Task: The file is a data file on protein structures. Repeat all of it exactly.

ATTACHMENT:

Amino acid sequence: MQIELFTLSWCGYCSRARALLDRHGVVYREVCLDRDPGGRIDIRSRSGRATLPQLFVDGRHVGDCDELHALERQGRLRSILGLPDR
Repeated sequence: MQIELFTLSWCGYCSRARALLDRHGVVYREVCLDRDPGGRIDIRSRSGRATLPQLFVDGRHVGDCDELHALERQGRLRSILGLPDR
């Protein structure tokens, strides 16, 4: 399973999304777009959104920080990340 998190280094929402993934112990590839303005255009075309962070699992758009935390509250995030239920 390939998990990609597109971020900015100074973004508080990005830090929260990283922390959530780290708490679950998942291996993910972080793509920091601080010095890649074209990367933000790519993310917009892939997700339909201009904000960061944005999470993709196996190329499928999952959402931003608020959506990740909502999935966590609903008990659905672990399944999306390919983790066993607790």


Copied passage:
Amino acid sequence: MQIELFTLSWCGYCSRARALLDRHGVVYREVCLDRDPGGRIDIRSRSGRATLPQLFVDGRHVGDCDELHALERQGRLRSILGLPDR
Repeated sequence: MQIELFTLSWCGYCSRARALLDRHGVVYREVCLDRDPGGRIDIRSRSGRATLPQLFVDGRHVGDCDELHALERQGRLRSILGLPDR
């Protein structure tokens, strides 16, 4: 399973999304777009959104920080990340 998190280094929402993934112990590839303005255009075309962070699992758009935390509250995030239920 390939998990990609597109971020900015100074973004508080990005830090929260990283922390959530780290708490679950998942291996993910972080793509920091601080010095890649074209990367933000790519993310917009892939997700339909201009904000960061944005999470993709196996190329499928999952959402931003608020959506990740909502999935966590609903008990659905672990399944999306390919983790066993607790």